After beating Raonic, Pouille became the first Frenchman to reach the semifinals at a Grand Slam since Gaël Monfils at the 2016 U.S. Open.
“It all came very fast for me in 2016 reaching the quarterfinals at Wimbledon and the U.S. Open,” said Pouille. “The next year I didn’t win too many matches but I still finished No. 18 in the world.
“Last year I lost a bit of joy on the court and I started a new adventure in my team, which has been a great thing for me. I enjoy being on the court again and that’s the most important thing.”
Pouille said Mauresmo is a motivating factor in his resurgence. “She’s focused on every single ball during the practice. At the same time there is a cool atmosphere,” he said. “We’re not too serious when we were on the bench. We can laugh. We can make jokes. Once we go and hit the balls, we are really into it. That’s good to have the good balance.”
During his post-match press conference after beating Raonic, Pouille was asked about being coached by a woman. He said, “Men are coaching women, so why not the contrary? … As I said again and again, it’s not about being a man or a woman, it’s about knowing tennis, about having the good state of mind. She’s a champion. She’s a great coach.”
Strychova tells it like it is
The always vocal Barbora Strychova of the Czech Republic, who reached the Australian Open semifinals with fellow Czech Marketa Vondrousova, recently penned a revealing profile about her life as a tennis player for the Czech sports anthology Bez frází. Here are a few passages from the 32-year-old Strychova translated into English:
• “Ok. I am playing Serena Williams today. She will probably beat me to death. When I am about to face her, the winner of 23 Grand Slams, these are my first thoughts right after I open my eyes in the morning. It’s the same with most of the Top 10 players. They’re bigger and more powerful.”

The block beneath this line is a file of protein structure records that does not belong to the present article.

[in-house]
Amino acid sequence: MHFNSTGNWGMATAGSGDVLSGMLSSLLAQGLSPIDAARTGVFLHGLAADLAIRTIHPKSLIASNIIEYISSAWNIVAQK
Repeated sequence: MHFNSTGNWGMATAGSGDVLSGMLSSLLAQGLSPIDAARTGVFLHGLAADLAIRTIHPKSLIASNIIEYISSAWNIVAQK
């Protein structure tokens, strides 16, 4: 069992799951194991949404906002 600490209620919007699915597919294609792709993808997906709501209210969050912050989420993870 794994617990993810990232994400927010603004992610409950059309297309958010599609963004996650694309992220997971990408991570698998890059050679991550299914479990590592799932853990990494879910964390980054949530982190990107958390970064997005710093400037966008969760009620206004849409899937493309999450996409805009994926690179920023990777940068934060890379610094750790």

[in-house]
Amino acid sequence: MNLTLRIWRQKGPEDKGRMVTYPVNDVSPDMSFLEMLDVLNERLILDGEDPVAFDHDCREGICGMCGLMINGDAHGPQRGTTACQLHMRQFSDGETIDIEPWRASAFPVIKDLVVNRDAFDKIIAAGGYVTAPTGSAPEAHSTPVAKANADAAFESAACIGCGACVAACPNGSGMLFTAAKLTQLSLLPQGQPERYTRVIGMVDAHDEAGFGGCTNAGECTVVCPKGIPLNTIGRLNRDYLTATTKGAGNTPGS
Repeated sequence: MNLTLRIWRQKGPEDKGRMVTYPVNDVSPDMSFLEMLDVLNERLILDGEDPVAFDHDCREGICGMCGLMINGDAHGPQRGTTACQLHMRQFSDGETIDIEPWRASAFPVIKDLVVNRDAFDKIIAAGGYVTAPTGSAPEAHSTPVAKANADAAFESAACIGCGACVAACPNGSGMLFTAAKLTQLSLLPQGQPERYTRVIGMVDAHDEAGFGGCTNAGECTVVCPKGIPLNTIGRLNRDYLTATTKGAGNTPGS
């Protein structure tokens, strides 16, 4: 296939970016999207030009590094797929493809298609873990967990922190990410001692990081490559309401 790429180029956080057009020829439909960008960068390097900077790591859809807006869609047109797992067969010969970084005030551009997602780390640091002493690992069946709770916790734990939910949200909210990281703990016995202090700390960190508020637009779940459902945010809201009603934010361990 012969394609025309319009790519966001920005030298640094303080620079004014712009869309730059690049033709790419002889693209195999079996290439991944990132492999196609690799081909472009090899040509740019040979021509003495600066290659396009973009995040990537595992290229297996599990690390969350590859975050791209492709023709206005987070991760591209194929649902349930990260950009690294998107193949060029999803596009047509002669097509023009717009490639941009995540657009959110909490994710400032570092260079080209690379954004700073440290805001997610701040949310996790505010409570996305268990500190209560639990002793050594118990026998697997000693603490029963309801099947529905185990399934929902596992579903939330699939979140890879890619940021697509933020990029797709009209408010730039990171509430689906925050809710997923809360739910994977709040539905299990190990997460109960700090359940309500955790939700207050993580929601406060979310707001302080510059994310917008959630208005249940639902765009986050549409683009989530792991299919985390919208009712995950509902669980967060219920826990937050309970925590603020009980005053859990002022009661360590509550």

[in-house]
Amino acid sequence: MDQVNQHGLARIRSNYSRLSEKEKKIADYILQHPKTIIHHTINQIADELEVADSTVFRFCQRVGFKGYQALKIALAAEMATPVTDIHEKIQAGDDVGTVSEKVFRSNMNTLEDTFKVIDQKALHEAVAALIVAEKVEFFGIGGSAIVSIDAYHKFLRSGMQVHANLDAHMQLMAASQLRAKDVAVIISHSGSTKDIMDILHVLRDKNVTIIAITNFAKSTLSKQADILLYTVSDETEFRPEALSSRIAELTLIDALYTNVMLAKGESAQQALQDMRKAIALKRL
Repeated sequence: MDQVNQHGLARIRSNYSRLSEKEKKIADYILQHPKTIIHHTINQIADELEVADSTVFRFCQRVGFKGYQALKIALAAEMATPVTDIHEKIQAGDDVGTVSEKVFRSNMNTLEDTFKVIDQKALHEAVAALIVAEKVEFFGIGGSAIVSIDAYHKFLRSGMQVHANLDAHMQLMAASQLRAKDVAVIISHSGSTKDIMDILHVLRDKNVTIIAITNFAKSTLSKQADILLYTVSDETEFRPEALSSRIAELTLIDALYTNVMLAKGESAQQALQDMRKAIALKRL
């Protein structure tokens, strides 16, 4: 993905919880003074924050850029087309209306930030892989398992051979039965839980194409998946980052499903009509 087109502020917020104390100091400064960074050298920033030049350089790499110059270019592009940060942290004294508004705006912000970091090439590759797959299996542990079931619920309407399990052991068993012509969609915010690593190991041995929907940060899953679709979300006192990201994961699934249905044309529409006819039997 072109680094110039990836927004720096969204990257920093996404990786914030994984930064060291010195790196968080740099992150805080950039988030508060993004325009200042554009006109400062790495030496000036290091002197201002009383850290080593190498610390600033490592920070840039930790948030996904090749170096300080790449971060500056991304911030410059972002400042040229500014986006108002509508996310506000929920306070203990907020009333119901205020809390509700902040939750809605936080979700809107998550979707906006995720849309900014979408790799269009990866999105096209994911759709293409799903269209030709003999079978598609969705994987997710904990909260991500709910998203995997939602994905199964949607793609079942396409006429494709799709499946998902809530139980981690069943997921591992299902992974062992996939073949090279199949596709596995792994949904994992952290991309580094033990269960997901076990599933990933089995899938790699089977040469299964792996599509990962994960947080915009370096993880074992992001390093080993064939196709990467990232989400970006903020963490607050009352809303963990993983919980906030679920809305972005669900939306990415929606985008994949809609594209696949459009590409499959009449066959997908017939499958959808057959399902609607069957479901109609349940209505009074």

• “Every match hurts me. And I am trying to make my opponent hurt as well. Even the best ones. Pain is my symbol. It’s a part of me. For five years, I have played with a torn Achilles tendon. I don’t want to have a surgery so I go on.”
• “It makes me feel great when I see that my game works. That my opponent starts to struggle. For example, I literally believe in myself whenever I face Garbiñe Muguruza. And I don’t care about the surface. I know that if I stick with my game, she will make an error.”
• “Tennis courts are still the place I feel most comfortable at. Where I feel like I am in my world. Lines, a racket, balls and me – my head and my knowledge. I am the one who decides what I do. And it still fulfills me. That’s where I want to be. A huge journey ahead. I know it.”
By the numbers
World No. 1 Novak Djokovic, who will face No. 28 seed Lucas Pouille for the first time on Friday night in the men’s semifinals, is 26-0 at Grand Slams and 64-2 overall against Frenchmen since the start of the 2010 Davis Cup final. Djokovic has beaten a Frenchman at 19 of 33 Grand Slams during that period, including Jo-Wilfried Tsonga in last week’s Australian Open second round.
What they’re writing
Matt Pickles, freelance British journalist writing for the BBC: “Novak Djokovic has been battling in the Australian Open this week. But the tennis superstar has other goals that have nothing to do with sport, but much to do with his own childhood.
“His foundation is funding four researchers per year at Harvard University to work on early years education.
“Their research at the leading U.S. university’s Centre on the Developing Child is focused on ways to improve the lives of young children, often those facing poverty and violence.
“This topic is personal to the world’s number one tennis player because of his upbringing in Serbia during the Balkans war in the 1990s, after the break-up of the former Yugoslavia.
“‘Growing up in a war-torn country is not easy on anyone, most of all the children,’ said Mr. Djokovic.”
What they’re tweeting
• Shuai Zhang (@zhangshuai121), Chinese tennis player, who reached the women’s doubles final with Sam Stosur of Australia: “Thanks such great crowd came out to supporting us, as well a lot Chinese fans watched live TV. I believe 4 gave our best tonight. Love you guys and see you guys Friday on @AustralianOpen.”
• Darren Cahill (@darren_cahill), ESPN tennis analyst and former coach of current women’s World No. 1 Simona Halep: “I’m in love with the fairytale Stefanos Tsitsipas … A love of the big moment … A love of the big stage … A love of the sport … A lot to like about this young man and he faces of of the biggest challenges in Grand Slam tennis tonight … Rafael Nadal. Can’t wait.”